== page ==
<?php require_once ''DB.php''; require_once ''Cache/DB.php''; abstract class QueryStrategy {     protected $cache;     abstract function query($query, $params); } class Cache1HourQueryStrategy extends QueryStrategy {     function __construct($dsn, $cache_options) {         $this->cache = new Cache_DB(''file'', $cache_options, 3600);         $this->cache->setConnection($dsn);     }     function query($query, $params = array()) {         $hitmiss = $this->cache->isCached(md5($query), ''db_cache'') ? " HIT" : "MISS";         print "Cache 1h $hitmiss: $query\n";         return $this->cache->query($query, $params);     } } class Cache5MinQueryStrategy extends QueryStrategy {     function __construct($dsn, $cache_options) {         $this->cache = new Cache_DB(''file'', $cache_options, 300);         $this->cache->setConnection($dsn);     }     function query($query, $params = array()) {         $hitmiss = $this->cache->isCached(md5($query), ''db_cache'') ? " HIT" : "MISS";         print "Cache 5m $hitmiss: $query\n";         return $this->cache->query($query, $params);     } } class UncachedQueryStrategy extends QueryStrategy {     function __construct($dsn) {         $this->cache = DB::connect($dsn);     }     function query($query, $params = array()) {         print "Uncached:      $query\n";         return $this->cache->query($query, $params);     } } class QueryCacheStrategyWrapper {     private $cache_1h = null;     private $cache_5m = null;     private $direct = null;     function __construct($dsn) {         $opts = array(             ''cache_dir'' => ''/tmp'',             ''filename_prefix'' => ''query'');         $this->cache_1h = new Cache1HourQueryStrategy($dsn, $opts);         $this->cache_5m = new Cache5MinQueryStrategy($dsn, $opts);         $this->direct = new UncachedQueryStrategy($dsn);     }     function query($query, $params = array()) {         $obj = $this->cache_5m;         $re = ''/\s+FROM\s+(\S+)\s*((AS\s+)?([A-Z0-9_]+))?(,*)/i'';         if (preg_match($re, $query, $m)) {             if ($m[1] == ''bids'') {                 $obj = $this->direct;             } elseif ($m[5] == '','') { // a join                 $obj = $this->cache_1h;             }         }         return $obj->query($query, $params);     }     function __call($method, $args) {         return call_user_func_array(array($this->dbh, $method), $args);     } } $dbh = new QueryCacheStrategyWrapper(getenv("DSN")); test_query($dbh, "SELECT * FROM vendors"); test_query($dbh, "SELECT, FROM vendors v, products p".            " WHERE p.vendor ="); test_query($dbh, "SELECT * FROM bids"); function test_query($dbh, $query) {     $u1 = utime();     $r = $dbh->query($query);     $u2 = utime();     printf("elapsed: %.04fs\n\n", $u2 - $u1); } function utime() {     list($usec, $sec) = explode(" ", microtime());     return $sec + (double)$usec; } 

The QueryCacheStrategyWrapper class implements the Strategy wrapper, and uses a regular expression to determine whether the query should be cached and if it should be cached for five minutes or one hour. If the query contains a join across multiple database tables, it is cached for one hour; if it is a SELECT on the bids table (for an auction), the query is not cached. The rest will be cached for five minutes.

Here is the output from this example the first time the queries are run, and the results are not cached:

 Cache 5m MISS: SELECT * FROM vendors elapsed: 0.0222s Cache 1h MISS: SELECT, FROM vendors v, products p WHERE p.vendor = elapsed: 0.0661s Uncached:      SELECT * FROM bids WHERE product = 42 elapsed: 0.0013s 

As you can see, the join is relatively expensive compared to the other queries. Now, look at the timings on the second run:

 Cache 5m MISS: SELECT * FROM vendors elapsed: 0.0098s Cache 1h MISS: SELECT, FROM vendors v, products p WHERE p.vendor = elapsed: 0.0055s Uncached:      SELECT * FROM bids WHERE product = 42 elapsed: 0.0015s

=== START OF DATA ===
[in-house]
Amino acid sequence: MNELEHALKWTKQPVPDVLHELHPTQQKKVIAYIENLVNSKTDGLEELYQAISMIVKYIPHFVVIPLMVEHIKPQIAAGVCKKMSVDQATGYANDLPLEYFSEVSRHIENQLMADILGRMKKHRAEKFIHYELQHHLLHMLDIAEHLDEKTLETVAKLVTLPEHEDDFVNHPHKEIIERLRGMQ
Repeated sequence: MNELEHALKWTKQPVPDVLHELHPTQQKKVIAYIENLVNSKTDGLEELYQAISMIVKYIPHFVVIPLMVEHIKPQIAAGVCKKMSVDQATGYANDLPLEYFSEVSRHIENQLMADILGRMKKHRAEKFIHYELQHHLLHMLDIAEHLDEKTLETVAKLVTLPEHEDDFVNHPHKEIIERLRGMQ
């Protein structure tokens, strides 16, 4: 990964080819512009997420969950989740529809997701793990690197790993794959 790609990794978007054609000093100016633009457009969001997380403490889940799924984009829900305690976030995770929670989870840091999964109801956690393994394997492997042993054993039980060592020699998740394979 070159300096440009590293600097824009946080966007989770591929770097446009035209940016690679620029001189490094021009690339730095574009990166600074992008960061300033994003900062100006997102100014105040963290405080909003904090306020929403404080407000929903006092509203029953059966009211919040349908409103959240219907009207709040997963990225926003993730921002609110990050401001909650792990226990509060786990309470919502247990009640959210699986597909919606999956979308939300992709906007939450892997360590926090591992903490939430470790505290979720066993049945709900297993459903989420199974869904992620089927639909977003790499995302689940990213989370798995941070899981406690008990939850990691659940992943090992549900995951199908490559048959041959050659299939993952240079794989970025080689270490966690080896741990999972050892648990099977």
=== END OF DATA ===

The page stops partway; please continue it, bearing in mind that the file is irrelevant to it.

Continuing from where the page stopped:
The cache gave a 125 percent speed-up for the first query, and a whopping 1,100 percent speed-up for the join.

A good exercise to complete after reading the APD section, "Profiling with ADP," later in this chapter would be to adapt the caching strategy in your own database (just change the "bids" table name), and use APD to compare the performance of the wrapped caching solution with a regular non-caching approach. Call Caching

Call caching means caching the return value of a function given a set of parameters. Both the Cache and Cache_Lite PEAR packages provide this. Chapter 11, "Important PEAR Packages," contains an example of call caching. Compiled Templates

Most template systems today compile templates to PHP code before displaying them. This not only makes the template display faster, but it also allows an opcode cache to cache them between requests so they do not need to be parsed on every request.

The only template packages in PEAR that do not compile to PHP code are HTML_Template_IT and HTML_Template_PHPLIB. If you use one of the others, such as Smarty or HTML_Template_Flexy, everything will be taken care of for you. Output Caching

Finally, you may cache the printed output of an entire script or just parts of it using PHP's output buffering functions. Again, the PEAR caching packages have wrappers in place for output caching. See the Cache_Lite example in Chapter 11.

14.2.3. PHP Design Tip #3: Do Not Over Design!

With PHP 5's new OO features, it is easier to make clean object-oriented designs. PHP has a vast amount of built-in functions and functions provided by various extensions, most of which are procedural (calling functions rather than working with objects). OO Wrappers for Built-In Functions

To make interfaces "cleaner," it may be tempting to wrap a class layer around built-in functions. Unless these wrappers provide real value, they just add bloat and complexity. "Real value" could be providing a unified API to different extensions (similar to, for example, PEAR DB), or it could be adding new, higher-level functionality (similar to PEAR Net_Socket). Generalize Carefully

Generalization is expensive (saying it is cheap). Know why you make something more general or abstract, and think about what you expect to gain from doing it. If you add abstractions without knowing exactly why you need them, chances are you are making another abstraction that you need further down the road. Do Not Pretend PHP Is Java!

PHP and languages such as Java or C++ are vastly different. One thing is that PHP is compiled at runtime, but PHP has a huge amount of low-level, built-in functionality that Java provides through higher-level packages. Even though PHP 5 has a vastly improved object model, object instantiation in Java is several times faster than in PHP. Java has String objects, while PHP has a string type. Java has a Vector class, and PHP has arrays. Writing a Vector class for PHP could be interesting as an exercise, but for production use, it is just silly because PHP has built-in functionality for doing the same thing much faster.

PHP applications need to be designed as PHP applications that accommodate PHP's different strengths and weaknesses.

    PHP 5 Power Programming
    PHP 5 Power Programming
    ISBN: 013147149X
    EAN: 2147483647
    Year: 2003
    Pages: 240